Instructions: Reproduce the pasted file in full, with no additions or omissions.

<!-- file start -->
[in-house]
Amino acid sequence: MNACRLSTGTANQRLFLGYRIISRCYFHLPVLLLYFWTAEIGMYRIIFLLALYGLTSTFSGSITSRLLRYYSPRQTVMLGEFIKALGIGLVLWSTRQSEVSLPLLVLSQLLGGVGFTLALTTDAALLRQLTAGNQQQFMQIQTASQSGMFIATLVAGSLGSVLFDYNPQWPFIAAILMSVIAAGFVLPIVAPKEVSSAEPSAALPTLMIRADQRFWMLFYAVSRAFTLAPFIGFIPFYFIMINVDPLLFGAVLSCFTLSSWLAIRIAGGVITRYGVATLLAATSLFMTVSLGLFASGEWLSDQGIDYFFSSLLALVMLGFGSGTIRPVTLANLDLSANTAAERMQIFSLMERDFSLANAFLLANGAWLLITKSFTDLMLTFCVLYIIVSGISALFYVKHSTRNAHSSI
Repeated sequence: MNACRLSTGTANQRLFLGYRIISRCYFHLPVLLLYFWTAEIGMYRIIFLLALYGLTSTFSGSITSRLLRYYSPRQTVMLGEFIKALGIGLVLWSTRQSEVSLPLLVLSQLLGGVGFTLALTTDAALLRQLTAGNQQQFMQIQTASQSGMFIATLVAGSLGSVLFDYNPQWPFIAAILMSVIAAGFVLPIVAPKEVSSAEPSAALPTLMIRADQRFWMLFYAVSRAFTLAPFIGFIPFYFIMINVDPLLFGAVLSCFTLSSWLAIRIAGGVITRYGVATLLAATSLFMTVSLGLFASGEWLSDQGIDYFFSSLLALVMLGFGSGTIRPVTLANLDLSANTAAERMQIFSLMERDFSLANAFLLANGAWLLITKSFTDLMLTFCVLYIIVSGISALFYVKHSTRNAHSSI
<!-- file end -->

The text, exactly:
[in-house]
Amino acid sequence: MNACRLSTGTANQRLFLGYRIISRCYFHLPVLLLYFWTAEIGMYRIIFLLALYGLTSTFSGSITSRLLRYYSPRQTVMLGEFIKALGIGLVLWSTRQSEVSLPLLVLSQLLGGVGFTLALTTDAALLRQLTAGNQQQFMQIQTASQSGMFIATLVAGSLGSVLFDYNPQWPFIAAILMSVIAAGFVLPIVAPKEVSSAEPSAALPTLMIRADQRFWMLFYAVSRAFTLAPFIGFIPFYFIMINVDPLLFGAVLSCFTLSSWLAIRIAGGVITRYGVATLLAATSLFMTVSLGLFASGEWLSDQGIDYFFSSLLALVMLGFGSGTIRPVTLANLDLSANTAAERMQIFSLMERDFSLANAFLLANGAWLLITKSFTDLMLTFCVLYIIVSGISALFYVKHSTRNAHSSI
Repeated sequence: MNACRLSTGTANQRLFLGYRIISRCYFHLPVLLLYFWTAEIGMYRIIFLLALYGLTSTFSGSITSRLLRYYSPRQTVMLGEFIKALGIGLVLWSTRQSEVSLPLLVLSQLLGGVGFTLALTTDAALLRQLTAGNQQQFMQIQTASQSGMFIATLVAGSLGSVLFDYNPQWPFIAAILMSVIAAGFVLPIVAPKEVSSAEPSAALPTLMIRADQRFWMLFYAVSRAFTLAPFIGFIPFYFIMINVDPLLFGAVLSCFTLSSWLAIRIAGGVITRYGVATLLAATSLFMTVSLGLFASGEWLSDQGIDYFFSSLLALVMLGFGSGTIRPVTLANLDLSANTAAERMQIFSLMERDFSLANAFLLANGAWLLITKSFTDLMLTFCVLYIIVSGISALFYVKHSTRNAHSSI